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Open Access Highly Accessed Research article

Further investigation of confirmed urinary tract infection (UTI) in children under five years: a systematic review

Marie E Westwood*, Penny F Whiting, Julie Cooper, Ian S Watt and Jos Kleijnen

BMC Pediatrics 2005, 5:2  doi:10.1186/1471-2431-5-2

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Follow up routines of UTI might not prevent permanent renal damage

Sven Bremberg   (2005-03-20 15:10)  National Institute of Public Health Stockholm email

I would like to draw to your attention a study that support the conclusions in this paper although not included in the review, Bremberg S, Edström S. Outcome assessment of routine medical practice in handling child urinary tract infections - estimation of renal scar incidence. Ambulatory Child Health 2001;7(3/4):149-156. In this study the incidence of renal scars was investigated in a defined population in Sweden. In 1990–95 the incidence of children with renal scars was 9.3 per 100000 child–years with a possible range from 7.5 to 11. The medical handling was close to optimal including use of current imaging techniques and a median time between the debut of symptoms and treatment with antibiotics was 48 hours. The incidence of renal scars was as high as in a population based Swedish study from the 1960s, in spite of the improved quality of medical care since the 1960s. This finding calls into question the assumption that further improvement of medical care of urinary tract infections might prevent permanent renal damage.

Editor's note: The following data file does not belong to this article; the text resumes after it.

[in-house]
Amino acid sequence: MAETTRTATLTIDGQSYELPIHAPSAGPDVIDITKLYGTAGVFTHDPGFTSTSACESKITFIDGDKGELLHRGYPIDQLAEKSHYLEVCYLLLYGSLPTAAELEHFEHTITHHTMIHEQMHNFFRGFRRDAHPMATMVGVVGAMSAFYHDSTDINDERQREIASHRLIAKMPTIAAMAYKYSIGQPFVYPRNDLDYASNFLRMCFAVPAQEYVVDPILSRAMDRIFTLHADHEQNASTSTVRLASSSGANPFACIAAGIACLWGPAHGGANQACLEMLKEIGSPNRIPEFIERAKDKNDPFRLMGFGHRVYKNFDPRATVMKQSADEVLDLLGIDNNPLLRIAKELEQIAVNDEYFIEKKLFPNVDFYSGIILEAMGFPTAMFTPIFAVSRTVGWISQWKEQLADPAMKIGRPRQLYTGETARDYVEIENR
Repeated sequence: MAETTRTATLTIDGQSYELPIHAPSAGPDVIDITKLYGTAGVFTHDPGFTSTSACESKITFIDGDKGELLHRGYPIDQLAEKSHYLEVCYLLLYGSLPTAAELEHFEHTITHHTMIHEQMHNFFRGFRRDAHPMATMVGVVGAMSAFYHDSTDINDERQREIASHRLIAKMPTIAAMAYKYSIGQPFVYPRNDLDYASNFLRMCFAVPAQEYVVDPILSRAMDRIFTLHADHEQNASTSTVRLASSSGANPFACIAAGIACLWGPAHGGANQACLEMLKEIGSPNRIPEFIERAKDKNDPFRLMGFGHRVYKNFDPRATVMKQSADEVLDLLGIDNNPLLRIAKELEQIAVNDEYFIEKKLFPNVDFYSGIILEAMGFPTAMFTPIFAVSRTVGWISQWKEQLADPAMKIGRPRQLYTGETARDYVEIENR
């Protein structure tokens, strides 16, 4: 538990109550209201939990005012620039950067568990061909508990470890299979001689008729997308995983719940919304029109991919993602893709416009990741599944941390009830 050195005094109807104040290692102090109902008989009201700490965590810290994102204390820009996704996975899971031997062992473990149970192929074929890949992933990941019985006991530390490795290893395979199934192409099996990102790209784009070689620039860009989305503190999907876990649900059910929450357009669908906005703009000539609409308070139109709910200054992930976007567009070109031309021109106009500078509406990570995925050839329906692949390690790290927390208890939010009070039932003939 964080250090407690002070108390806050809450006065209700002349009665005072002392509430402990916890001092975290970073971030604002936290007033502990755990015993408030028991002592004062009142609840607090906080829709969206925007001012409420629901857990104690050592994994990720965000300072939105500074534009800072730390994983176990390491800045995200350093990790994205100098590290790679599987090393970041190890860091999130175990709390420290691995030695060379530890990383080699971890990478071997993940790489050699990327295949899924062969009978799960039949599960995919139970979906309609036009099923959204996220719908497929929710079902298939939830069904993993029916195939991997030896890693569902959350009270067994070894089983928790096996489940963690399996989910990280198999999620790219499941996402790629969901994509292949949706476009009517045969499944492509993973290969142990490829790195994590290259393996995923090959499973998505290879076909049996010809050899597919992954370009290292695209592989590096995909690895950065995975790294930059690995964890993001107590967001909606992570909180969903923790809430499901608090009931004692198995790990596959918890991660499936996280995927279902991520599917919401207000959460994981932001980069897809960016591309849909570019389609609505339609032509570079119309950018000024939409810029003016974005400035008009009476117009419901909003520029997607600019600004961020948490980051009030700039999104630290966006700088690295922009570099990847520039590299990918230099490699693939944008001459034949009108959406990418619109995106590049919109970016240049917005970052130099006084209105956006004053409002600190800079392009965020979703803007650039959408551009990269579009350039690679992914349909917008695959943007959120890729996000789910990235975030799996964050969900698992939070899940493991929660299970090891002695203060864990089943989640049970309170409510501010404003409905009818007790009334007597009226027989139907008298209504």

Competing interests

No competing interest


DMSA scanning still is the optimal tool to detect upper UTI in young kids

Abbas Al-Abbad   (2005-03-19 13:00)  King FAisal Specialist Hospital and Research Center email

From our experience over the last 15 years or so, we found that DMSA scan is the best tool to detect an upper UTI in infants.

In kids between 2 and 5 years, It is again the best investigative tool when even high resolution US fails to demonstrate pyelonephritis.

Competing interests

It would be more solid to compare DMSA reliability with MRI when there is strong clinical edvidence in the absence of negative urine culture.


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